Separation and Violence

How might violence start with separation?

In her article Choosing Peace, Pema Chodron suggests that there’s a subtle split or separation that lies at the root of our warmaking and violence: what begins as a whole experience in the present moment gets snagged by a “hook” (shenpa), and next thing we know we’ve split into self and other, become self-absorbed, and are carried away by our emotional reactivity.

I want to step away from Pema Chodron’s teaching for a moment and dissect one of the more violent fantasies that has arisen in my mindstream on more than one occasion in the past year. This dark imagining generally arises in response to witnessing or thinking about one of the high-ranking members of the Trump administration who all happen to be old, white, male, overweight, and smug with a veneer of Evangelical Christianity whitewashing their machinations. (Funny, that describes my dad perfectly.) In the fantasy I have them tied up and gagged in a chair in the middle of a dimly lit room. At last, they have no choice but to stop, listen to me and reflect. Finally they feel the fear and helplessness that their power has previously insulated them from. I tell them what a sham their religiosity is. I shine a bright light on their hypocrisy. I let them know that I see their rot. I wonder out loud if they are just straight up evil and manipulative, or if they truly believe the lies they spout? Which is worse? And so on.

Ugh. When it comes up, it’s not long before I catch it, feel the toxicity in the whole thing, and consciously release it with an out breath. Maybe two or three exhalations to flush it, release the weight into the earth, make a prayer of blessing to counteract the black magic I just worked. And then I ask, where did that come from?

The similarity of these targets of my wrath to my dad is too obvious to miss, so I start there. Am I still pissed at him after all these years? Disappointed that I didn’t get the dad I wanted? Traumatized by his outbursts and by his absence? Disgusted by his chauvinism and emotional immaturity? Appalled that I am his child and quite definitely have some of his characteristics? Sadly, he represents so many of the things I hate. “Hate” is a strong word, but the shoe fits.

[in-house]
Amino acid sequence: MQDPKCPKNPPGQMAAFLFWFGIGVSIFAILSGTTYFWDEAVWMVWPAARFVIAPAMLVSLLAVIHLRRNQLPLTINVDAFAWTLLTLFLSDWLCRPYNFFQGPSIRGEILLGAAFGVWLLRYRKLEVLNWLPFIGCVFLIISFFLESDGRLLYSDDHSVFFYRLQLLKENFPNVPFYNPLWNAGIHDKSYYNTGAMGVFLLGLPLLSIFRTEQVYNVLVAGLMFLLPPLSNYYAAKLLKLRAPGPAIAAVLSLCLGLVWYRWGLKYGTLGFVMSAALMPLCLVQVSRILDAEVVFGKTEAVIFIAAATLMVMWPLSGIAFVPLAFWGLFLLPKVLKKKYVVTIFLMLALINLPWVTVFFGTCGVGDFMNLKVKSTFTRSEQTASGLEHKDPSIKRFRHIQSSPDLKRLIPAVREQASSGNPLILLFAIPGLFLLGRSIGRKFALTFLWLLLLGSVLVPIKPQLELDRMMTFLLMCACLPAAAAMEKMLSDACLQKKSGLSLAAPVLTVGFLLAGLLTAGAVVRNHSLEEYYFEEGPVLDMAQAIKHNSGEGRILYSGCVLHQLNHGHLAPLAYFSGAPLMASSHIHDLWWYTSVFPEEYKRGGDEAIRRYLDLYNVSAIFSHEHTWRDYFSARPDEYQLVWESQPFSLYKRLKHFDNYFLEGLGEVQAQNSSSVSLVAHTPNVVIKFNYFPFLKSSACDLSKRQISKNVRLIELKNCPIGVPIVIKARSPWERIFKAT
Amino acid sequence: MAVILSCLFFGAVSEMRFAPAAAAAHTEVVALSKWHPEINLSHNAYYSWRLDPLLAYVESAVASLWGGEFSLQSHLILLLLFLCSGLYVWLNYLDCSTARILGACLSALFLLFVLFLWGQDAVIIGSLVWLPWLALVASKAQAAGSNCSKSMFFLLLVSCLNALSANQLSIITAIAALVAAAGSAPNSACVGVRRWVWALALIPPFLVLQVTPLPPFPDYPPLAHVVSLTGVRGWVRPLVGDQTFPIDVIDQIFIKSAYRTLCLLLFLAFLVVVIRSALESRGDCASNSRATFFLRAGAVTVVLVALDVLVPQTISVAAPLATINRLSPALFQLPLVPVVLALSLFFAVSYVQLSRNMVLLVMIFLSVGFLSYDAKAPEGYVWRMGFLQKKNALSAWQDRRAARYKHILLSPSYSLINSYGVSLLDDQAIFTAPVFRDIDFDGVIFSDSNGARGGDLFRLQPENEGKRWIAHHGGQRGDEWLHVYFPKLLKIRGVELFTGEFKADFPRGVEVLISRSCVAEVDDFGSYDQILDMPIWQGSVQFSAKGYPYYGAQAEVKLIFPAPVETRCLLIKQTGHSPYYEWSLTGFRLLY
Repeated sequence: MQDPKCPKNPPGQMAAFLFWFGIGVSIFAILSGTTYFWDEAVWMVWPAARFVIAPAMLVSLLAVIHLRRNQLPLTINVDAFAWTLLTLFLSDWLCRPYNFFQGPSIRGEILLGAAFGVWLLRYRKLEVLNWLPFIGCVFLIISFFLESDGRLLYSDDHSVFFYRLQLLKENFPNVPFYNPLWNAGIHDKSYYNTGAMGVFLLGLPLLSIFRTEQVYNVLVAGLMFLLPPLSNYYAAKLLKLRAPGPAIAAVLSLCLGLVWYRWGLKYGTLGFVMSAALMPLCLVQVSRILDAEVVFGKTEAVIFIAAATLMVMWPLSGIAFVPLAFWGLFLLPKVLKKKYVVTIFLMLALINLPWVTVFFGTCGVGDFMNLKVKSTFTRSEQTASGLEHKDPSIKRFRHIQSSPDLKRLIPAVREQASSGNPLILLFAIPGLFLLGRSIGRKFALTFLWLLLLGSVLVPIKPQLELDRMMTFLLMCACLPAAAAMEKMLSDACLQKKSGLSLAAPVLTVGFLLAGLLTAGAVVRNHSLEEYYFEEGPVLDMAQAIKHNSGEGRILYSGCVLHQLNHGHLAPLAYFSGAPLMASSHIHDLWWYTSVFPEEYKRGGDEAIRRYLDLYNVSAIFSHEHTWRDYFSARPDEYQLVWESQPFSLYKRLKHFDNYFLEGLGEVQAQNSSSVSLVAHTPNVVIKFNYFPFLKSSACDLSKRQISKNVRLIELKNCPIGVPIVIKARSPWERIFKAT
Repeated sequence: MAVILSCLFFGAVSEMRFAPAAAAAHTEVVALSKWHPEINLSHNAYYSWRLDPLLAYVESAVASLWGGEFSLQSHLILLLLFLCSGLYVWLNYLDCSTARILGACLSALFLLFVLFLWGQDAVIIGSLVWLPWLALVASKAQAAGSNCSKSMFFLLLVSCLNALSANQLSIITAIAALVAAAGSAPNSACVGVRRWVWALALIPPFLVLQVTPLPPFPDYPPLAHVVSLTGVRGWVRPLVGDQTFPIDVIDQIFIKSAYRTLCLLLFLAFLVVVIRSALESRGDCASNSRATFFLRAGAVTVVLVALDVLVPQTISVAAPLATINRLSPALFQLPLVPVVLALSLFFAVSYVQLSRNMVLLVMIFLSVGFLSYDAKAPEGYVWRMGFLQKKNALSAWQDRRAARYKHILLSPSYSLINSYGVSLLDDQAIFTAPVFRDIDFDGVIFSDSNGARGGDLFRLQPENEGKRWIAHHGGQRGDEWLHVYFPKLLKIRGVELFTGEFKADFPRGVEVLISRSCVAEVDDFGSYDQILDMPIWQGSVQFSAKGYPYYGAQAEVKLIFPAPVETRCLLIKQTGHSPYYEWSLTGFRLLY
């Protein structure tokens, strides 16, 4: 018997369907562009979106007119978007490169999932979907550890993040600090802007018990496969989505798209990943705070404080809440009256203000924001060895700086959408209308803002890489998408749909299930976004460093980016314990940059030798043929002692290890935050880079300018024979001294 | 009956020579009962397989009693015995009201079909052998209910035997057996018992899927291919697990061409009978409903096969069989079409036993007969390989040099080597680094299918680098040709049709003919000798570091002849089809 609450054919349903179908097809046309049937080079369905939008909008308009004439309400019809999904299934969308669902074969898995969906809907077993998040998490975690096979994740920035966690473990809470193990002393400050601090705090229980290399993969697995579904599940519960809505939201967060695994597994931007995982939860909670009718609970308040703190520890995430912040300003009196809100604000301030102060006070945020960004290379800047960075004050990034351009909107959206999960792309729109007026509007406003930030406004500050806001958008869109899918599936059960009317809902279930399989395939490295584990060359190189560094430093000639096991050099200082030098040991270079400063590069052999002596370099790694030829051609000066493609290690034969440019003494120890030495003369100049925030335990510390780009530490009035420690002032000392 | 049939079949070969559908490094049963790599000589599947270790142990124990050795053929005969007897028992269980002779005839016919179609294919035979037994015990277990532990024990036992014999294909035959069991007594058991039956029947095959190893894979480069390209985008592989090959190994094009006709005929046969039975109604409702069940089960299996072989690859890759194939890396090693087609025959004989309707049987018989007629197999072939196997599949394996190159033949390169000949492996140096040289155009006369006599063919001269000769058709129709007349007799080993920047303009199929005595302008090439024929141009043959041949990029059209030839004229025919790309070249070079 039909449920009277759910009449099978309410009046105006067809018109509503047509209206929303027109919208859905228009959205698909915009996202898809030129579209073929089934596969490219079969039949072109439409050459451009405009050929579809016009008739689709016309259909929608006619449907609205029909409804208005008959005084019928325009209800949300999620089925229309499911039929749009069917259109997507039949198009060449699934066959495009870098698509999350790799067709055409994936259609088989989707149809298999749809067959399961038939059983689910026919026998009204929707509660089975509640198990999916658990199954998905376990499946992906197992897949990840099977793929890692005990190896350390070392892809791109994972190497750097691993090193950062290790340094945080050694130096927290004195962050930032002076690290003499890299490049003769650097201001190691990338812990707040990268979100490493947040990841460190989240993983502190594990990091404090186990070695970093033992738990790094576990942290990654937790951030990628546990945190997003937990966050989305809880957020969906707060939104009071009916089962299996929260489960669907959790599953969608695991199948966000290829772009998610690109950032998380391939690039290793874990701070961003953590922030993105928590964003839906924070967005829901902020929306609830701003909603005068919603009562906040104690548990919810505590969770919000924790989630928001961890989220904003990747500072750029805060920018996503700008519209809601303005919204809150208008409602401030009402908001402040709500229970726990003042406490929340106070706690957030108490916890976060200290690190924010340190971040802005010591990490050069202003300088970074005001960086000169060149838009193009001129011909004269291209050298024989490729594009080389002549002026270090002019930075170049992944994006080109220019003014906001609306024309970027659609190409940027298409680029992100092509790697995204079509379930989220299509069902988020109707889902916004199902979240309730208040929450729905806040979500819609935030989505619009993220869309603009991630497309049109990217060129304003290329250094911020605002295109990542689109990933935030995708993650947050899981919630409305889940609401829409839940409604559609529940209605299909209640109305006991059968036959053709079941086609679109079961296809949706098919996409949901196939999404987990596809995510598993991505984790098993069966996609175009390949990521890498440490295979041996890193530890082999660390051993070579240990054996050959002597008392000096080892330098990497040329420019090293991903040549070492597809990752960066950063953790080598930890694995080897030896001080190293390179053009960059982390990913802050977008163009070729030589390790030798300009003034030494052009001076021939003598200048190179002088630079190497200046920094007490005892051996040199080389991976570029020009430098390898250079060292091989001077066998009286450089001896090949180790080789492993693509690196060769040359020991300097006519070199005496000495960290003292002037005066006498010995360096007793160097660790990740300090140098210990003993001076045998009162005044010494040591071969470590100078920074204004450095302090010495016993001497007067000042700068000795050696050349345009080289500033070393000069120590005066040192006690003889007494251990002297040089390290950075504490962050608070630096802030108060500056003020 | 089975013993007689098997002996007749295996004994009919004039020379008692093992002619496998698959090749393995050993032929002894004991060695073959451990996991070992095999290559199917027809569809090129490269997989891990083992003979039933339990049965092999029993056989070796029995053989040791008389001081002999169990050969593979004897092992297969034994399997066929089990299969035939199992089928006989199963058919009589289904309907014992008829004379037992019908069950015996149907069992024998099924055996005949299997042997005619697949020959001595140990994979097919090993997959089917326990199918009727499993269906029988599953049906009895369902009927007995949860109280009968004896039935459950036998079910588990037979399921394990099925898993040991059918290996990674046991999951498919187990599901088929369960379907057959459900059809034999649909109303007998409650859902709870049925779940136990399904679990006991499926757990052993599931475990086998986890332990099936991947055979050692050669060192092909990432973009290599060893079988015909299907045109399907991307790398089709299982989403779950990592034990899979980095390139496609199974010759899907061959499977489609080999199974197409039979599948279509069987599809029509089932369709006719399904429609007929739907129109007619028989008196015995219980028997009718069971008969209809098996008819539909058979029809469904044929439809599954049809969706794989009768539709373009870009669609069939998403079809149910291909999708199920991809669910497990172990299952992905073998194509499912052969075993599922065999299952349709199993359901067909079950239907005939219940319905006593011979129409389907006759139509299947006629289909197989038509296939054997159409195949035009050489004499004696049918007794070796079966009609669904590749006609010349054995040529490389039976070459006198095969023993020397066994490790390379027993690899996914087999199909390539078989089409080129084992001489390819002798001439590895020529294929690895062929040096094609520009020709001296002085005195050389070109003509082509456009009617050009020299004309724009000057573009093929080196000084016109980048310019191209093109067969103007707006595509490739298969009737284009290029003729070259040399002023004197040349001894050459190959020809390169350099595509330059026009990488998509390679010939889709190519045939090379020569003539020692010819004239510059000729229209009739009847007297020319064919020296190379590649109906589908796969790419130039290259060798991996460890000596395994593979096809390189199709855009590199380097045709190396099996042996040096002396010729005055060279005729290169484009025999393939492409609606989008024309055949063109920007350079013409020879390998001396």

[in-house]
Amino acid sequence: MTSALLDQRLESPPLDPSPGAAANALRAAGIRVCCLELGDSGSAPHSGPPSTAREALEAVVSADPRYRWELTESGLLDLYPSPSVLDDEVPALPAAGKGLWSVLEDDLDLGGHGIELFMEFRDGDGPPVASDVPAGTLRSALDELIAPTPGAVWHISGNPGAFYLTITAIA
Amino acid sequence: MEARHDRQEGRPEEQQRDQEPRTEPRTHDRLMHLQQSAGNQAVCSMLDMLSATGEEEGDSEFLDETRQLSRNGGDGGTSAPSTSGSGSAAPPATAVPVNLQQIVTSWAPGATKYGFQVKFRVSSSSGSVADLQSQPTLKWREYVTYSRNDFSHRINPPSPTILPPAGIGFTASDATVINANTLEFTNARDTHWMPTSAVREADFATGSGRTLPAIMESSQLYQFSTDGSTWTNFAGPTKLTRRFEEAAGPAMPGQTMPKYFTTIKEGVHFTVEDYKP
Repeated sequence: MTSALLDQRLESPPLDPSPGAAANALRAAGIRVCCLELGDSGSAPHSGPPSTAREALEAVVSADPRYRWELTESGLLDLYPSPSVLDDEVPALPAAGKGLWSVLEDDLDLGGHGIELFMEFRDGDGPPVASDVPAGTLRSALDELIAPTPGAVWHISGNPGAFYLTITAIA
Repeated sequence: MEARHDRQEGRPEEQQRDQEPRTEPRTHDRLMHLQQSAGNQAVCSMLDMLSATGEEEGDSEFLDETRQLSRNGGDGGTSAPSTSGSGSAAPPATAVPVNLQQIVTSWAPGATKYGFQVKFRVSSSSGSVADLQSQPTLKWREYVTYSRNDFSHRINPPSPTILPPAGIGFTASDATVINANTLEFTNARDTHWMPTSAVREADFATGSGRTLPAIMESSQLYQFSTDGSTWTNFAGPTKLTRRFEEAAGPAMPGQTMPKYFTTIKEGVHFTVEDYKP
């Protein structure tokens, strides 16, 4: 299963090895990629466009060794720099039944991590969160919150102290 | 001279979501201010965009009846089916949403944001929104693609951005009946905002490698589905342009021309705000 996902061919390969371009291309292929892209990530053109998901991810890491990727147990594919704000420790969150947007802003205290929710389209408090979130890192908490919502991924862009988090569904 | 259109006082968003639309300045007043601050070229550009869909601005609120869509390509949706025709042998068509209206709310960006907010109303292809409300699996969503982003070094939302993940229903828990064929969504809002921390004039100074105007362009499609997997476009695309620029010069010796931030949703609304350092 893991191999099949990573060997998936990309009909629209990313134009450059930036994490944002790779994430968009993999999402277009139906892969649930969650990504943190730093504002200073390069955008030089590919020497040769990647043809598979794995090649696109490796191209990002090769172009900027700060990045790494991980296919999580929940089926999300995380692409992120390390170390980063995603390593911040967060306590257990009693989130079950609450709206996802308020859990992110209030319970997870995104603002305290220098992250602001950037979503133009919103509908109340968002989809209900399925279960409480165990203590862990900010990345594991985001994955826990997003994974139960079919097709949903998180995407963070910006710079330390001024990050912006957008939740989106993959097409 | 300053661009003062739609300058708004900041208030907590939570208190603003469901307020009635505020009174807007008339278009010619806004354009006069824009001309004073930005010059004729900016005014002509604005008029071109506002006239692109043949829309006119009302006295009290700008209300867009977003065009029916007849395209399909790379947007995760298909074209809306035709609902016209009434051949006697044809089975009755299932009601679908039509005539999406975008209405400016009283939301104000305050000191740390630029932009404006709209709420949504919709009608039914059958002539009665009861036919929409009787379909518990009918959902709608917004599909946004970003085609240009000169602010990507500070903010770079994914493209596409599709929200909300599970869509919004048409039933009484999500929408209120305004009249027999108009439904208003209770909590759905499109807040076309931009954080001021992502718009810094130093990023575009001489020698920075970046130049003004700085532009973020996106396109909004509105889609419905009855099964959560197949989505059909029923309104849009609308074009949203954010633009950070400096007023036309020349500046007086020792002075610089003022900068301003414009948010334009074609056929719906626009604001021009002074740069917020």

And what is hate except a very forceful expression of separation? That is not me! That thing revolts me. I want that thing out of my space. I want it out of existence.

Interesting that I also use the word to describe my feeling about eating eggs. I hate them. I gag at the thought of the taste. I don’t want to smell them.  I don’t want to engage with them in any way.

So I suppose that’s the key feature: a refusal to engage. There’s no curiosity, no openness, no willingness to stay in an uncomfortable or distasteful situation and be with it, just experience it, see if there’s something more. I already know what it is, and I’m not really open to any new information concerning it.  I just want to tell it how badly it sucks before I snuff it out.

With eggs and with my dad, it’s possible to create some physical space between them and my sensory apparatus, and effectively banish them, relieving me of any further likelihood of tasting that thing. Except in my mind, in that recurring dark fantasy. Perhaps when we say Atha, we are resolving to stay put (maybe starting by getting into an asana), and to witness whatever may present itself. Oh, there’s that thing I hate, the thing that makes me uncomfortable, the thing that I really didn’t want. Not out there, but right in my own mindstream, in my feelings, in the medium of my body somewhere. Ironic, that the more we hate something, the more of a hook we have to it.

Circling back to Pema Chodron now. That fantasy will likely float back up from the depths at some point, or my dad may call. What then?

I think of a story about the saint Milarepa. As a magician, he was quite expert at the art of binding spirits and charging them to do his bidding He knew how to subjugate demons. But at some point, he realizes that to do so is misguided. When the demons next appear in his meditation cave (I appreciate that he is an accomplished yogi and still has demons appearing), he invites them to tea.

Perhaps the beginning of the end of violence, of the practice of ahimsa, is to invite it all to tea. I like the image of the quiet preparation, the sitting, the serving, the sipping, sitting some more, maybe exchanging an open gaze or a few gentle words. To invite it in. Whatever that object of repulsion might be.

To do this, it’s evident that we have to suspend judgment. That’s another kicker. Separation is inherent in judgment: separating the good from the bad, the worthy from the unworthy, the righteous from the wicked. I feel tired even thinking about it. What a relief it might be to lay the judgment down.

To sit, to invite whatever shows up, to not judge, then to gaze steadily. Warmly, steadily, releasing every story about what we’re witnessing when we become aware we’ve begun to tell a story, and returning to the warm, steady gaze on that thing as it is in the moment.

There, I made a beginning meditation instruction.

May the practice of yoga gradually soothe and dissolve the sense of separation, and awaken us to the awareness that we are One.